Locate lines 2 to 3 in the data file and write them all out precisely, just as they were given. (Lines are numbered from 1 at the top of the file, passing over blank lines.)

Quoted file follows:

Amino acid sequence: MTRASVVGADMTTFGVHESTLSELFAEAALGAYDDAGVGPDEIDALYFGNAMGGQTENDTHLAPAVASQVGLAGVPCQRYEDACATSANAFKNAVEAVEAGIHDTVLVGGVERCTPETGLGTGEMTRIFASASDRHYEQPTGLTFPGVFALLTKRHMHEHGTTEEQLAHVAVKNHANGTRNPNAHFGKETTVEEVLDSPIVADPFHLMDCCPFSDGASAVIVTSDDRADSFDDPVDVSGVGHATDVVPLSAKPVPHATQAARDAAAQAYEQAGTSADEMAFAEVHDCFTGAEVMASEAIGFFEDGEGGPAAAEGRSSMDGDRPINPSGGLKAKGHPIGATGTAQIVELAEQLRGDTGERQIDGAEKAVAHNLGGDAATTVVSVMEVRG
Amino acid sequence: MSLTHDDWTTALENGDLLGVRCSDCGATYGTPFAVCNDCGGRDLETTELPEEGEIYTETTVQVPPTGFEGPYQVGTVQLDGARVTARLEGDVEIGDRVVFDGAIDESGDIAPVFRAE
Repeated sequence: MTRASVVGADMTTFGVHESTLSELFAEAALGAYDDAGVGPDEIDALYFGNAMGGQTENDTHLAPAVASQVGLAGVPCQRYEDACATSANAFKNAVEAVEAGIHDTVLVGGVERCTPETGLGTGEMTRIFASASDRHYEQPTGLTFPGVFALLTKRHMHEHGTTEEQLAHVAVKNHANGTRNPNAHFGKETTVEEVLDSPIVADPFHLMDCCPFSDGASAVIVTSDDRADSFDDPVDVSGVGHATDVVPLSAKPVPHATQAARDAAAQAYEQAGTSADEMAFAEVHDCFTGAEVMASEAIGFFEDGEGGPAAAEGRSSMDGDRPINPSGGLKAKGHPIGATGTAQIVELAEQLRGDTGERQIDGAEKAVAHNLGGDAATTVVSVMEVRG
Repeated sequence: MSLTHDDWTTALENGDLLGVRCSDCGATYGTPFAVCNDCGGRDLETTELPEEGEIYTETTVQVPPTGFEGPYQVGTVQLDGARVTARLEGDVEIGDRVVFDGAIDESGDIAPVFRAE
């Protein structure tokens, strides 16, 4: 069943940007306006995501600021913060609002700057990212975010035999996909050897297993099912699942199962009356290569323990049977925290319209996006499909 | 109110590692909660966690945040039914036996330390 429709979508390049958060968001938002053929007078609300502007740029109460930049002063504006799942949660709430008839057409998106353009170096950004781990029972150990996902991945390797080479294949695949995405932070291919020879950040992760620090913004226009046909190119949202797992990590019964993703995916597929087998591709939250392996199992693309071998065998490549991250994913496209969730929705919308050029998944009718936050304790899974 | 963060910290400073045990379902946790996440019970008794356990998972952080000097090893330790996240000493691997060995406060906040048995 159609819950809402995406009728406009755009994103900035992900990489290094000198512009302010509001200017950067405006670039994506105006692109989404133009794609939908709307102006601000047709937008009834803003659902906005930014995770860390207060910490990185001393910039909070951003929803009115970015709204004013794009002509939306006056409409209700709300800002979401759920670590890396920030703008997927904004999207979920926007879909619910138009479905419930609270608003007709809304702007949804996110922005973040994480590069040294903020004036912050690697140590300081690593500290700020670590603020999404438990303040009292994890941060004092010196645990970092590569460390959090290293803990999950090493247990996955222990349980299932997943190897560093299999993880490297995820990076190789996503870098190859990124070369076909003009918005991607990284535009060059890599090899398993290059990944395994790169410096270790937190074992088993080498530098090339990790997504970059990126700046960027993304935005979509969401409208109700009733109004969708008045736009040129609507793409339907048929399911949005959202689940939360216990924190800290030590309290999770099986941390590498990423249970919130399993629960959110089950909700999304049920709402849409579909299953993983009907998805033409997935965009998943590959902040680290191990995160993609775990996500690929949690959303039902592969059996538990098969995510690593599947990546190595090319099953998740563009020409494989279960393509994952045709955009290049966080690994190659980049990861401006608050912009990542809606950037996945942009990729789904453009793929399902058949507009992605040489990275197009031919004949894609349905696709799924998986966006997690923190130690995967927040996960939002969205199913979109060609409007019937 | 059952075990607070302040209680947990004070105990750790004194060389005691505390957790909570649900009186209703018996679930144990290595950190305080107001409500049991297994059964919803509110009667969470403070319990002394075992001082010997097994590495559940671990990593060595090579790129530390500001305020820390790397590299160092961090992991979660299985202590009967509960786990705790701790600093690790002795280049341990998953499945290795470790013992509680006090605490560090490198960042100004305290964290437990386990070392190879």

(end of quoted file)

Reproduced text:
Amino acid sequence: MSLTHDDWTTALENGDLLGVRCSDCGATYGTPFAVCNDCGGRDLETTELPEEGEIYTETTVQVPPTGFEGPYQVGTVQLDGARVTARLEGDVEIGDRVVFDGAIDESGDIAPVFRAE
Repeated sequence: MTRASVVGADMTTFGVHESTLSELFAEAALGAYDDAGVGPDEIDALYFGNAMGGQTENDTHLAPAVASQVGLAGVPCQRYEDACATSANAFKNAVEAVEAGIHDTVLVGGVERCTPETGLGTGEMTRIFASASDRHYEQPTGLTFPGVFALLTKRHMHEHGTTEEQLAHVAVKNHANGTRNPNAHFGKETTVEEVLDSPIVADPFHLMDCCPFSDGASAVIVTSDDRADSFDDPVDVSGVGHATDVVPLSAKPVPHATQAARDAAAQAYEQAGTSADEMAFAEVHDCFTGAEVMASEAIGFFEDGEGGPAAAEGRSSMDGDRPINPSGGLKAKGHPIGATGTAQIVELAEQLRGDTGERQIDGAEKAVAHNLGGDAATTVVSVMEVRG